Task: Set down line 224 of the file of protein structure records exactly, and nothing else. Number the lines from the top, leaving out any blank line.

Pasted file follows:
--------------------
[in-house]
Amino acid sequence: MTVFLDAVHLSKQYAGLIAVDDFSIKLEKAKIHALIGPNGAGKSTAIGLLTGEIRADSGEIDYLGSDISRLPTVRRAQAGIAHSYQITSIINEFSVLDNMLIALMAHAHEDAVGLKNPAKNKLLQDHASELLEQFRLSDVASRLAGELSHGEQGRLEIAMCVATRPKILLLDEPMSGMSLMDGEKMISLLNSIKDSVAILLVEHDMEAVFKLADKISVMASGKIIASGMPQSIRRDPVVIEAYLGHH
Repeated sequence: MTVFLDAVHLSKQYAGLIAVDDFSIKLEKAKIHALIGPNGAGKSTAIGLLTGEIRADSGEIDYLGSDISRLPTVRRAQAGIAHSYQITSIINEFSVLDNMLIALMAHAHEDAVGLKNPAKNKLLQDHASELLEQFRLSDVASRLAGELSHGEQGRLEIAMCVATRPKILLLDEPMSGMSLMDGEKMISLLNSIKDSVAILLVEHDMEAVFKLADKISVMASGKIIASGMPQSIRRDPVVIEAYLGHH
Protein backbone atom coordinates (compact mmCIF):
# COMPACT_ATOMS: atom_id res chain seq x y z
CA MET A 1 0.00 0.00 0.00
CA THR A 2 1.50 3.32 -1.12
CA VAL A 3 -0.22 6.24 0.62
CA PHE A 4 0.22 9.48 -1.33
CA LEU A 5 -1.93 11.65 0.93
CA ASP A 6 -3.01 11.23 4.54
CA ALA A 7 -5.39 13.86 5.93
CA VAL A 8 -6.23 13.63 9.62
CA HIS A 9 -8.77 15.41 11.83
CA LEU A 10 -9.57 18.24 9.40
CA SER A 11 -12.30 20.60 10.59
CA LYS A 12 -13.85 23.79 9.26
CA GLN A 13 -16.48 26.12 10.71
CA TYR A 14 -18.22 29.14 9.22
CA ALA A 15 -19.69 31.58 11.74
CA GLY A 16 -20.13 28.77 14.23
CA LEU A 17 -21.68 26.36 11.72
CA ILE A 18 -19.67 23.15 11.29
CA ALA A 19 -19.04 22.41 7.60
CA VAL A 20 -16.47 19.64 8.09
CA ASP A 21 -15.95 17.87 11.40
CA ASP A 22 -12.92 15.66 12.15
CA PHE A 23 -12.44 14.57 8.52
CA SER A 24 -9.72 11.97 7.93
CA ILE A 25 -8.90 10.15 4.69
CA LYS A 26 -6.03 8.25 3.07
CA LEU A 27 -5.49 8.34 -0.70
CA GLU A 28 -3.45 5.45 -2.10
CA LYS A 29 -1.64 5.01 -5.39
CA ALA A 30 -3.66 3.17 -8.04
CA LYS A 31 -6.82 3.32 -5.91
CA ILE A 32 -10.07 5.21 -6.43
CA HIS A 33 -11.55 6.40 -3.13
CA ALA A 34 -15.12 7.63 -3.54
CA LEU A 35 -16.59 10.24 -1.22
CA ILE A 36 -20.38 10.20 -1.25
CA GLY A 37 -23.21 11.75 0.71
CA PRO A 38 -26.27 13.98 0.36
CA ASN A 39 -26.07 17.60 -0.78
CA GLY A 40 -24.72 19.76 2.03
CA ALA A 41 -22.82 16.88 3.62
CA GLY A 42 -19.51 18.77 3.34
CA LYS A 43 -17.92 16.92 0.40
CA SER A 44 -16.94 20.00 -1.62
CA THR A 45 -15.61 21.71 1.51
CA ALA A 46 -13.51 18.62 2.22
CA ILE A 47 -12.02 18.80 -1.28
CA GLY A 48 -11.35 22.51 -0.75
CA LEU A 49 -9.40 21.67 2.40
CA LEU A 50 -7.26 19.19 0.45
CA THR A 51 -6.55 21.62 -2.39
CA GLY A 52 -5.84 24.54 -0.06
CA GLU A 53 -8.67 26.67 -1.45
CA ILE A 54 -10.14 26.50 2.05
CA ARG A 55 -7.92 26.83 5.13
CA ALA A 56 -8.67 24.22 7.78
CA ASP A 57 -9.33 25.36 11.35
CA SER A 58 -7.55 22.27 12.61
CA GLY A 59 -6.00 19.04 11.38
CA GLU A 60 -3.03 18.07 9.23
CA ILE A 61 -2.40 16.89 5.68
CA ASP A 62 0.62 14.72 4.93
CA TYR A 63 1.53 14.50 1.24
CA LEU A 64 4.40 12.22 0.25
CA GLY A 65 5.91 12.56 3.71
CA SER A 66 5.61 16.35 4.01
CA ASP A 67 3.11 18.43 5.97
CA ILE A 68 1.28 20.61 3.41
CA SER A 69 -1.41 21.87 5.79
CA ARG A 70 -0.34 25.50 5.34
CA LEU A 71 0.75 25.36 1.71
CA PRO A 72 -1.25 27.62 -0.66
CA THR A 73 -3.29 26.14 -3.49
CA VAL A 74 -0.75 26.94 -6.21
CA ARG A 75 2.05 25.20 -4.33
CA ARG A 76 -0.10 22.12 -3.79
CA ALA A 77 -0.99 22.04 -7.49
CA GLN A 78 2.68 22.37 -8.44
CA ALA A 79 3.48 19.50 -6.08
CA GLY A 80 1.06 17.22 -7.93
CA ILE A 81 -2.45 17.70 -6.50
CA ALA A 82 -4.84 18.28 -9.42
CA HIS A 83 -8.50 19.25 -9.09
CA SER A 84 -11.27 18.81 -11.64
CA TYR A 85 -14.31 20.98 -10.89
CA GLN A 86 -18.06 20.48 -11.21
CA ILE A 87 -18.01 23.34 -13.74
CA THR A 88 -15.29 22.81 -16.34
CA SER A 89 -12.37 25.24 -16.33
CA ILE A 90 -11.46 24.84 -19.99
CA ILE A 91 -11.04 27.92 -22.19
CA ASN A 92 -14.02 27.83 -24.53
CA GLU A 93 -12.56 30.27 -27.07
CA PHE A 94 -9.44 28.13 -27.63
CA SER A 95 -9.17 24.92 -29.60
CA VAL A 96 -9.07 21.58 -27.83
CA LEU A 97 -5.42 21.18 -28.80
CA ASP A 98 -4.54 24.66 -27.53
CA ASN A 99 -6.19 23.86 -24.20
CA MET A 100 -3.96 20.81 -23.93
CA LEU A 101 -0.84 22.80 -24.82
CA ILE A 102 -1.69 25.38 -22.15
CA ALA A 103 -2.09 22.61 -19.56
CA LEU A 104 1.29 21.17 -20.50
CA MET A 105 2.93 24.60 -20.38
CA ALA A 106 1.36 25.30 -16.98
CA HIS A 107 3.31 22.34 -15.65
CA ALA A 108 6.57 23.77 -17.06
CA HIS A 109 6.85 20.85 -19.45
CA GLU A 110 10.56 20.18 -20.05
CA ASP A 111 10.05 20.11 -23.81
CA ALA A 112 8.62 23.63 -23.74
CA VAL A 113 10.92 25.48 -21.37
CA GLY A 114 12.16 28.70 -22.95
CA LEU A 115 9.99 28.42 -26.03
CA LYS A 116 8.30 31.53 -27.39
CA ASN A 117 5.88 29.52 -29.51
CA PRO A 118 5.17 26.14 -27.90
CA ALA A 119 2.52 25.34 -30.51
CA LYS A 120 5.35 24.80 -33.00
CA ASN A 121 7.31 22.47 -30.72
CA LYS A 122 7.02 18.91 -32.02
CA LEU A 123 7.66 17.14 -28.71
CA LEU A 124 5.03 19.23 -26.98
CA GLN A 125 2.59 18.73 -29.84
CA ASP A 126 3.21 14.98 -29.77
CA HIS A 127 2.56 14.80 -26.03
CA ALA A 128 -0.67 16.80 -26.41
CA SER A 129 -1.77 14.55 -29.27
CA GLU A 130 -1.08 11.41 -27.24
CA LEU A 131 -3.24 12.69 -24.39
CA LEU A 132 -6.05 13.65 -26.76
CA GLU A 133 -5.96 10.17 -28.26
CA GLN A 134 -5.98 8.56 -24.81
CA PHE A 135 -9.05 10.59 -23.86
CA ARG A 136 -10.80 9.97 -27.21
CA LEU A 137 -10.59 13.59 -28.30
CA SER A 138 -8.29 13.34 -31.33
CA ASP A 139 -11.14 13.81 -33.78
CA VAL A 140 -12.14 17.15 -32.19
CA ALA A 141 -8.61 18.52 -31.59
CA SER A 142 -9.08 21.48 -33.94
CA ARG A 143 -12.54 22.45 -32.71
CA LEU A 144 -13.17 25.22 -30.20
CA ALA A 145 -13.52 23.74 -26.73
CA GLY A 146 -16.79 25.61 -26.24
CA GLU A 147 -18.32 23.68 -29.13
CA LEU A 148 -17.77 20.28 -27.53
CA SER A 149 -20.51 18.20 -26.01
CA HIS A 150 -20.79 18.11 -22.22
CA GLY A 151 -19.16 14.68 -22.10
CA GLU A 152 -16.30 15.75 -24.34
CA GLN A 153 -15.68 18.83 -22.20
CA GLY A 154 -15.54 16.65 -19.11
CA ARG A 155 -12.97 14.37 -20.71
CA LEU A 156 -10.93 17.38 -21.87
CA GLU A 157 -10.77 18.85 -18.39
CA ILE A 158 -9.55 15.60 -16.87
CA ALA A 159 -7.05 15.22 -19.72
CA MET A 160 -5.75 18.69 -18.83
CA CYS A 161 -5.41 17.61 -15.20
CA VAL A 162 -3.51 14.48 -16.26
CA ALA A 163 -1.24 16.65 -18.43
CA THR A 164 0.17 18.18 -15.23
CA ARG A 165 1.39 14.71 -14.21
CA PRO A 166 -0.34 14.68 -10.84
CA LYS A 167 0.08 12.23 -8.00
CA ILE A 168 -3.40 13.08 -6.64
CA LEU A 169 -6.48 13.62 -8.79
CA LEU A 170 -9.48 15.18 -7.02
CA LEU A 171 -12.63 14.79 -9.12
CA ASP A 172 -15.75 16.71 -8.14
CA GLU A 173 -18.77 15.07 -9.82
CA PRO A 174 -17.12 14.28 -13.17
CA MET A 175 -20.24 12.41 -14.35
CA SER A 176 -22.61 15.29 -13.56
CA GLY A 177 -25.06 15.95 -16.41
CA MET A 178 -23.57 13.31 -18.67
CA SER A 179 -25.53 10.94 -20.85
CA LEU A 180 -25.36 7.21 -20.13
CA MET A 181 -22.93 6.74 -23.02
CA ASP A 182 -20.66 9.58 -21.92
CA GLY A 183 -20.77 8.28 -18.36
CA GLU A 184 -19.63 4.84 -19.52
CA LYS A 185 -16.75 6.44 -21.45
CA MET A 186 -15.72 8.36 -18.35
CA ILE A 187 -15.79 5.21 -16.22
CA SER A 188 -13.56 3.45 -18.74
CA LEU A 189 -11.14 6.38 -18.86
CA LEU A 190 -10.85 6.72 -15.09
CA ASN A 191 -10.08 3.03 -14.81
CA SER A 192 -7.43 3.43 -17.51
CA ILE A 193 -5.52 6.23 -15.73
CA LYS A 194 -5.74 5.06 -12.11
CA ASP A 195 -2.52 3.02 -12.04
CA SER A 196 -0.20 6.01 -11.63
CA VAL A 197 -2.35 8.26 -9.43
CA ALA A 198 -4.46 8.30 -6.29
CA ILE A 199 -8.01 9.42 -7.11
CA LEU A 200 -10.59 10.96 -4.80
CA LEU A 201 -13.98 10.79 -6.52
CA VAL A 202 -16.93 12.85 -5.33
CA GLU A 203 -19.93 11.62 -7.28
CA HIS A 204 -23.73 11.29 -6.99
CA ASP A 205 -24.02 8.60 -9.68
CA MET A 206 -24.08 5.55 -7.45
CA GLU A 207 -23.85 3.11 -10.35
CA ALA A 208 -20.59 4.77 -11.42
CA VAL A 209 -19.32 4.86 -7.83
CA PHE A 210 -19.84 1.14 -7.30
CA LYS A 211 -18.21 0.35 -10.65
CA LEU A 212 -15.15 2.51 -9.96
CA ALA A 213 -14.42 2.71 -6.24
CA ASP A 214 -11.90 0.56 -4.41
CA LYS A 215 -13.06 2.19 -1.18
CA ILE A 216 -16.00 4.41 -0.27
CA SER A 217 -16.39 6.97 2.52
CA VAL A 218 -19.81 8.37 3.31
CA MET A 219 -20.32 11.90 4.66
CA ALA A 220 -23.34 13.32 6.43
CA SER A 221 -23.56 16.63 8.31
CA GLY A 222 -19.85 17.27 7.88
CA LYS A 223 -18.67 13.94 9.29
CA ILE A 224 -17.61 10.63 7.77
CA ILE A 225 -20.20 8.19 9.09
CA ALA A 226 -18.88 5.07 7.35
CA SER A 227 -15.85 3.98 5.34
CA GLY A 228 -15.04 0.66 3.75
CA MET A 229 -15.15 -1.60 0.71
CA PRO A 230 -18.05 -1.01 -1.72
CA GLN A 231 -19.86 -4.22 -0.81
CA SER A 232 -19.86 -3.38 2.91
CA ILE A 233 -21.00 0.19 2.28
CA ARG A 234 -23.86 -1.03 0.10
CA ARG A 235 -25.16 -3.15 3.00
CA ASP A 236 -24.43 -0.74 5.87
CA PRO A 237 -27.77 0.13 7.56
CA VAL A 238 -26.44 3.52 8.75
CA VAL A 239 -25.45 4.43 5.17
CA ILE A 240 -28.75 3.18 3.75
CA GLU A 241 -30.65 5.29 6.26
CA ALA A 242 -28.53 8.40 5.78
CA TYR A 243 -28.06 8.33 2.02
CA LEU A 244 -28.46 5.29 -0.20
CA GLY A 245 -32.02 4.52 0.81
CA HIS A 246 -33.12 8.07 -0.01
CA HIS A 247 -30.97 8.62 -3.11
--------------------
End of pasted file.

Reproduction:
CA MET A 219 -20.32 11.90 4.66